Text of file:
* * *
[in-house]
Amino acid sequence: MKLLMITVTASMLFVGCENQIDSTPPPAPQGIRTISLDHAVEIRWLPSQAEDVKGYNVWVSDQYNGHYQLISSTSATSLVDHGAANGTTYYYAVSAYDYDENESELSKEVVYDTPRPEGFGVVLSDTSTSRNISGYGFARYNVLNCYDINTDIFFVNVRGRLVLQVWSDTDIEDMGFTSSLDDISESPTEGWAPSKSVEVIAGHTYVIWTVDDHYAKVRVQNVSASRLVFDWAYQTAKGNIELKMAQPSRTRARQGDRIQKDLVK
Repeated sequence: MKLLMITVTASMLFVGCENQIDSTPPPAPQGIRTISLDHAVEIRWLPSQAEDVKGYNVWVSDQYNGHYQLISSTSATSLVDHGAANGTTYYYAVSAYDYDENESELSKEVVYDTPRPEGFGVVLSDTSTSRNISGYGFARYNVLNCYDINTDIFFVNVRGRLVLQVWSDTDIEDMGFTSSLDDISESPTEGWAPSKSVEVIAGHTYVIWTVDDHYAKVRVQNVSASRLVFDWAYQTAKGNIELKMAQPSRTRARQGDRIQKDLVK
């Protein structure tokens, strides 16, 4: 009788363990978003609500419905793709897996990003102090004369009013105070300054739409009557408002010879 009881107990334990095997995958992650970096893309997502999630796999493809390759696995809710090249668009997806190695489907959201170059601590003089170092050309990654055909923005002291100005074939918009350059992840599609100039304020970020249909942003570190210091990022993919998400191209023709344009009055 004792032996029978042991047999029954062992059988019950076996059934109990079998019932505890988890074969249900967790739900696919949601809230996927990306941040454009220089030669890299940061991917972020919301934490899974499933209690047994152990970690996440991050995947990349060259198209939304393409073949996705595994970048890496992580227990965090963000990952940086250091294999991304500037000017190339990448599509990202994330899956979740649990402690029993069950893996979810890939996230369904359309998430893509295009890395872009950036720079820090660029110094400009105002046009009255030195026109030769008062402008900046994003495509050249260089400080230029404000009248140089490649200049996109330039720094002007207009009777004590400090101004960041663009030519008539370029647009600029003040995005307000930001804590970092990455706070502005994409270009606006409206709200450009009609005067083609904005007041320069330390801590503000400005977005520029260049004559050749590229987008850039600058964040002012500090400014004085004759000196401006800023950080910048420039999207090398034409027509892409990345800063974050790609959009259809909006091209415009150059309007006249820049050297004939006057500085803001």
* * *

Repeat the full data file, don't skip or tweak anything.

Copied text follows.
[in-house]
Amino acid sequence: MKLLMITVTASMLFVGCENQIDSTPPPAPQGIRTISLDHAVEIRWLPSQAEDVKGYNVWVSDQYNGHYQLISSTSATSLVDHGAANGTTYYYAVSAYDYDENESELSKEVVYDTPRPEGFGVVLSDTSTSRNISGYGFARYNVLNCYDINTDIFFVNVRGRLVLQVWSDTDIEDMGFTSSLDDISESPTEGWAPSKSVEVIAGHTYVIWTVDDHYAKVRVQNVSASRLVFDWAYQTAKGNIELKMAQPSRTRARQGDRIQKDLVK
Repeated sequence: MKLLMITVTASMLFVGCENQIDSTPPPAPQGIRTISLDHAVEIRWLPSQAEDVKGYNVWVSDQYNGHYQLISSTSATSLVDHGAANGTTYYYAVSAYDYDENESELSKEVVYDTPRPEGFGVVLSDTSTSRNISGYGFARYNVLNCYDINTDIFFVNVRGRLVLQVWSDTDIEDMGFTSSLDDISESPTEGWAPSKSVEVIAGHTYVIWTVDDHYAKVRVQNVSASRLVFDWAYQTAKGNIELKMAQPSRTRARQGDRIQKDLVK
């Protein structure tokens, strides 16, 4: 009788363990978003609500419905793709897996990003102090004369009013105070300054739409009557408002010879 009881107990334990095997995958992650970096893309997502999630796999493809390759696995809710090249668009997806190695489907959201170059601590003089170092050309990654055909923005002291100005074939918009350059992840599609100039304020970020249909942003570190210091990022993919998400191209023709344009009055 004792032996029978042991047999029954062992059988019950076996059934109990079998019932505890988890074969249900967790739900696919949601809230996927990306941040454009220089030669890299940061991917972020919301934490899974499933209690047994152990970690996440991050995947990349060259198209939304393409073949996705595994970048890496992580227990965090963000990952940086250091294999991304500037000017190339990448599509990202994330899956979740649990402690029993069950893996979810890939996230369904359309998430893509295009890395872009950036720079820090660029110094400009105002046009009255030195026109030769008062402008900046994003495509050249260089400080230029404000009248140089490649200049996109330039720094002007207009009777004590400090101004960041663009030519008539370029647009600029003040995005307000930001804590970092990455706070502005994409270009606006409206709200450009009609005067083609904005007041320069330390801590503000400005977005520029260049004559050749590229987008850039600058964040002012500090400014004085004759000196401006800023950080910048420039999207090398034409027509892409990345800063974050790609959009259809909006091209415009150059309007006249820049050297004939006057500085803001």